Treat your job 'with a sense of mission,' 22 new judges told

Supreme Court President Miriam Naor said she was moved anew each time she heard judges take their pledge.

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February 5, 2016 01:26
1 minute read.
New judges take a group photograph

New judges take a group photograph with (bottom row, right to left) Justice Minister Ayelet Shaked, President Reuven Rivlin, Supreme Court President Miriam Naor and National Labor Court President Yigal Plitman. (photo credit: Courtesy)

 
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Twenty-two new judges were installed on Thursday at a ceremony in which President Reuven Rivlin stressed the importance of their mission to keep up public confidence in the system by ensuring that the nation’s courts rule fairly and objectively and with a sense of commitment to the rule of law.

Supreme Court President Miriam Naor said she was moved anew each time she heard judges take their pledge.

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“You have taken a difficult mission upon yourselves,” Naor said.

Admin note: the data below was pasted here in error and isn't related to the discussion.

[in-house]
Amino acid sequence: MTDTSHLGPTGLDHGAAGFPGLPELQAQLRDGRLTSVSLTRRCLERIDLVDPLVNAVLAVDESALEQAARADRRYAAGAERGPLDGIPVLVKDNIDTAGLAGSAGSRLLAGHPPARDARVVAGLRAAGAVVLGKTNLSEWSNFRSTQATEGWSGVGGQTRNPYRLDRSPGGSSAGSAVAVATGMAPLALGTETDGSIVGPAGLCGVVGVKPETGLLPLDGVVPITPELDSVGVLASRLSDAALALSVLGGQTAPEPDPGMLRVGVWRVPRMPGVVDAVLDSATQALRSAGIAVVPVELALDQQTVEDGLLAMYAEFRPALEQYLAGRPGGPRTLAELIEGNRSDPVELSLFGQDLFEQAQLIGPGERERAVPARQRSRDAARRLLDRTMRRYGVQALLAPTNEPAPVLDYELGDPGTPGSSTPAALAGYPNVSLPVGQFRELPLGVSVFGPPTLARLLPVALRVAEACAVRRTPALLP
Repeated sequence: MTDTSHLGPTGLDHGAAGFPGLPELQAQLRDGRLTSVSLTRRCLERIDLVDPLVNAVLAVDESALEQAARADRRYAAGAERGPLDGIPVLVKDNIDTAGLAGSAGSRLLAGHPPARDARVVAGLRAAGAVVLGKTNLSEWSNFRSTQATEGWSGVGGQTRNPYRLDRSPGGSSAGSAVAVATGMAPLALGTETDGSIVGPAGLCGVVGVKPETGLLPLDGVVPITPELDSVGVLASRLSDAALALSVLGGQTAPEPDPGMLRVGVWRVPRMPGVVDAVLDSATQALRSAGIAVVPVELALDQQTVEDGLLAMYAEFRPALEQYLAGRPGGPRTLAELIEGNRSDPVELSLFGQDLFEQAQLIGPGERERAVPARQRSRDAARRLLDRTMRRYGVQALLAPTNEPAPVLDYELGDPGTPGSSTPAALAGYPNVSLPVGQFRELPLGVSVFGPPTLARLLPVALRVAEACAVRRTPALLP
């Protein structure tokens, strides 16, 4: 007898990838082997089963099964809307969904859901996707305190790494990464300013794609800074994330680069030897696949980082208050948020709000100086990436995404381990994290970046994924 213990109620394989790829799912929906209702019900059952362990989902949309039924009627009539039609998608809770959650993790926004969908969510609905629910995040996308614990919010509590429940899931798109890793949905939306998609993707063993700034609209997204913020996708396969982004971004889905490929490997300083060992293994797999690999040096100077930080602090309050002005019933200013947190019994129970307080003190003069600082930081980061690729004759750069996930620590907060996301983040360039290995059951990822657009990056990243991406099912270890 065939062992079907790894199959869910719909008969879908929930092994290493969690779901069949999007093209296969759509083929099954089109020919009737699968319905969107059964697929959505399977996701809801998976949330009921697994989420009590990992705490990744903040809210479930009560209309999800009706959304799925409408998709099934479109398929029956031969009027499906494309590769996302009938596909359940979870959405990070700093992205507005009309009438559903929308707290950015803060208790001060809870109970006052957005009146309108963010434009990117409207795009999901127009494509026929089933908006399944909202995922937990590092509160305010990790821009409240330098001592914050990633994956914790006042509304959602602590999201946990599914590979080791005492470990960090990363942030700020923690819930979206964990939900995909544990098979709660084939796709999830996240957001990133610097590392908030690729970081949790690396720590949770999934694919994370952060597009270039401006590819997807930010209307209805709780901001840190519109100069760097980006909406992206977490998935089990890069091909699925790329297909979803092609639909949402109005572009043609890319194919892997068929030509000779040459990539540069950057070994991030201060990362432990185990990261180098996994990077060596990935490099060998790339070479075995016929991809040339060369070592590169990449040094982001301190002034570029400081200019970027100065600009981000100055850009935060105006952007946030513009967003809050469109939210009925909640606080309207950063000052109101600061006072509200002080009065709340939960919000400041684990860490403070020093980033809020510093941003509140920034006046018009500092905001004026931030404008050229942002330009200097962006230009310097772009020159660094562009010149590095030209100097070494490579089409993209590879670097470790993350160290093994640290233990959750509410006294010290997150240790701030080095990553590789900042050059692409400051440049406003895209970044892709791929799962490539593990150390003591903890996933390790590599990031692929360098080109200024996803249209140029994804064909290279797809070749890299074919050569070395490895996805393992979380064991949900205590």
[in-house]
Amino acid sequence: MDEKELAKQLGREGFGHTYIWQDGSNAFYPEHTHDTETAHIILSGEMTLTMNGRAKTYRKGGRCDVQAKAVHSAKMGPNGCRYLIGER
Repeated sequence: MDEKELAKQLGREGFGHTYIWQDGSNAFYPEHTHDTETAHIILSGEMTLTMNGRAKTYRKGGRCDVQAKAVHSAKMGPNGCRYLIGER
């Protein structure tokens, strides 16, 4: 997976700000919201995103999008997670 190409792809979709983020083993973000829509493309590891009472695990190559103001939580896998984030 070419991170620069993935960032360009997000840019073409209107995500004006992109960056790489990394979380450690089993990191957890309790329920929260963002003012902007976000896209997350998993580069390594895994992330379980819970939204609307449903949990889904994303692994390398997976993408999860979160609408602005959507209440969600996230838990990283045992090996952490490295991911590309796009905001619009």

The heavy responsibility of a judge’s robe would accompany them even they were not wearing it, Naor added. “Being a judge is not a job, it’s a way of life. It is not a status of authority but of service – a service to the public who are being judged.”

Naor quoted former Deputy President of the Supreme Court Justice (emeritus) Shlomo Levin as having said: “To be a judge is to fill a regular position but to treat it with a sense of mission.”

National Labor Court President Yigal Plitman said the pledge summarized the essence of a judge’s work in which justice was the ultimate target in fulfilling the values of a Jewish and democratic state. The pledge is not the same as an oath, as the new judges are not sworn in on a Bible or a Koran.

Plitman had a particular message for Carmit Peled and Yafit Zalmonson who were appointed judges in the Tel Aviv Labor Court, and Roi Keret, named to the Jerusalem Labor Court.

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Plitman spoke of how the Labor Court is seen is seen as a central haven for securing human rights, because its decisions generally deal with ensuring social security, human dignity and the right to a minimal wage, health benefits, respect for workers and their right to unionize and to live in dignity.

Justice Minister Ayelet Shaked said judges needed what she called a “listening heart,” such as that shown by King Solomon. In a motherhood dispute between two women, Solomon famously gave the baby they fought over to the woman who protested at his suggestion to cut the child in half, figuring her reaction showed she must be the child’s real mother.

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